Scarlett and the Soul Thief – first chapter.

Published February 16, 2014 by Annie Oliver

Well I thought I’d give you all a taster of what Annie has conjured up. This is her first chapter and I don’t mind it at all. Even the folks at youwriteon quite liked it, naming it the CHILDRENS BOOK OF THE YEAR 2011. Mind, she’d be nothing without her old Aunty Freda…

Chapter One.

The top of Bramble Towers blotted Scarlett’s window-view, cutting through the skies a like a grey shark fin. Dismal. She was about to turn back and think about attempting her homework when…

“…You stringy little ferret! I’ll pox you, my lad! Come back here!” floated through the air.  The towers shook with a tremor that sounded just like a wheeled shopping bag, narrowly missing a small head.  Freda, Scarlett thought, with glee, craning her neck to get a good view. Freda and Edna Crabbefoot lived next door.  They were family, of sorts.  Her Mum called them the ‘Aunties’ and never seemed to question their presence, yet they looked at least one-hundred-and-two, and talked of no other sisters but each other. Scarlett stuck her head as far as she could out of the eighteenth floor window. Her raven curls brushed against the condensation on the windowsill.

“I’ll fettle you, my lad,” Freda was saying.

Fettling was bad.

Freda had once fettled a lady who would not stop talking during bingo. The lady had, according to legend, woken up the next day with a case of weeping warts and incurable halitosis. Freda had also fettled the building’s caretaker when he would not fix her leaky tap. After the fettling, a large green toad had camped out on the caretaker’s doorstep, croaking and blinking at Scarlett with bulging eyes each time she walked past. A few days later, the caretaker had returned, fitting Freda and Edna a whole new set of taps, and a walk-in shower.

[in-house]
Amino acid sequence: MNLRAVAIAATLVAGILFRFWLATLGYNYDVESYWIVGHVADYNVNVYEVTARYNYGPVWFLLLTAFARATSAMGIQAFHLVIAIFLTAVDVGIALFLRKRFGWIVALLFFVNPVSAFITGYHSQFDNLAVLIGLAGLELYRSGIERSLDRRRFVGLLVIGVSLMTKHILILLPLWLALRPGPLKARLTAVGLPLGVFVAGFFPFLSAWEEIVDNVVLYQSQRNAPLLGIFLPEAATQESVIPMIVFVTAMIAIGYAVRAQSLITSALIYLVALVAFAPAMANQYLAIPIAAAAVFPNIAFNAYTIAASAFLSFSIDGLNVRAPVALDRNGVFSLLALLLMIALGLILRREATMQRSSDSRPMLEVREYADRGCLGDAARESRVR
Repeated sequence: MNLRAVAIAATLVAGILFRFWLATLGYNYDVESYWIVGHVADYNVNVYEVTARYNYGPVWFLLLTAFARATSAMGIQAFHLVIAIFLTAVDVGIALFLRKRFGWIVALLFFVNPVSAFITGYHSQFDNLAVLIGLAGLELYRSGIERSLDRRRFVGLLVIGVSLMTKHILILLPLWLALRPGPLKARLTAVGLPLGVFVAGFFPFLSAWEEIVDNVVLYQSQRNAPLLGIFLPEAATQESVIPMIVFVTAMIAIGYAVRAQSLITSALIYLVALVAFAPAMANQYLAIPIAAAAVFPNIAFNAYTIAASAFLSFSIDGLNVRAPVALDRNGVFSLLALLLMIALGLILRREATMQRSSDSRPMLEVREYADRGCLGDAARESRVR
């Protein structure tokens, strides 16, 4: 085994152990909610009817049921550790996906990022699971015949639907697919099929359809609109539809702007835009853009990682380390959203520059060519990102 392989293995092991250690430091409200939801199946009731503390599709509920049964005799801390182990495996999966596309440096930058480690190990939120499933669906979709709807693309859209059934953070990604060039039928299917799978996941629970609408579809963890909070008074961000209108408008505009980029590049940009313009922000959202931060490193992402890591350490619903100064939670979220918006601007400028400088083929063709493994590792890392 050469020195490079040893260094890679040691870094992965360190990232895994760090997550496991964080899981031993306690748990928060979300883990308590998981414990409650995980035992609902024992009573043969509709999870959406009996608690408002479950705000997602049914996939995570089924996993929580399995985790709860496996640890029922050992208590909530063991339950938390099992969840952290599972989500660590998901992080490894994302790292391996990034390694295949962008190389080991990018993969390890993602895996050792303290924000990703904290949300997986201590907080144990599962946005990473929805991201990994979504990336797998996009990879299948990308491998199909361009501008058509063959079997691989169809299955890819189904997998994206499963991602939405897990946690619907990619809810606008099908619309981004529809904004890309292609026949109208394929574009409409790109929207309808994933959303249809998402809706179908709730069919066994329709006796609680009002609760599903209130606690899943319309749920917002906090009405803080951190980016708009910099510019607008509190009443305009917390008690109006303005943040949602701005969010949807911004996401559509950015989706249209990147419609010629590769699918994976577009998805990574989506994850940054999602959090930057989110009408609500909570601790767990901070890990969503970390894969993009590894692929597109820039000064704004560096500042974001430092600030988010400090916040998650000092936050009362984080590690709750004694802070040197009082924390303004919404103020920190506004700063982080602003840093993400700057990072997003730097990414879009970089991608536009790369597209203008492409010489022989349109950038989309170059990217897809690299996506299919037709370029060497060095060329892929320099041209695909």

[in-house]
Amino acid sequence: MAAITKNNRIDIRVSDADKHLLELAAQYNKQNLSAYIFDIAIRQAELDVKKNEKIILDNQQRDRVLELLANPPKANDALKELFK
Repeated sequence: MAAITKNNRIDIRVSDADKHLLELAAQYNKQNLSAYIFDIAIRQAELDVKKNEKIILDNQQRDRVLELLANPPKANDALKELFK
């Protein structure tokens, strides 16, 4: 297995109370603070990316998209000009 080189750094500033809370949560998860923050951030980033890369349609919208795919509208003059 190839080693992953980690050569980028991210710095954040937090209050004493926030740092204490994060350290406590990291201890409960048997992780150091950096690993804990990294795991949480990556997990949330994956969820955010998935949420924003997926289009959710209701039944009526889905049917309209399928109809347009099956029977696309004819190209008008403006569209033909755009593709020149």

The grey blocks of concrete that characterised Bramble Towers appeared to quiver amid the damp mist which cloaked the buildings. Freda’s red anorak blazed like a bunch of poppies amongst the dull surroundings, matching her face. She was furious, gripping her shopping bag with white-knuckled glee, her index finger twitching like mad. Scarlett stifled a giggle. They called it the ‘Freda Finger,’ because if she wagged that crooked forefinger at you, something bad would likely come your way.

“I’ll skin your gizzards boy!” Freda screeched. Scarlett leaned even further out of the window, craning her neck.

Tall and skinny, Freda leaned over the boy with a nose that could etch glass, and a pair of eyes which were constantly on the roam for anything or anyone trying to sneak past her. She was just about to unleash the finger when she stopped and sniffed the air, her chin jutting skyward as she cast her gaze up to the eighteenth floor. Scarlett whipped her head back inside, just in the nick of time. She quickly jumped down from the window, praying that Freda hadn’t seen her.

“Come onand get your dinner, Scarlett.” Edna shouted. Now, she was nothing like her sister, being warm and chubby, with at least six chins and five ankles. She shook her head despairingly, her chins wobbling in a flurry of blancmange as Scarlett entered the kitchen. “Come on,” Edna said through a mouthful of fried egg.  Edna ate a lot, which was why she always smelled a bit like cooking oil. A bit of yolk dribbled down her cheek, landing in her third chin and disappearing. She put a plate in front of Scarlett. Scarlett shook her head and pushed it away.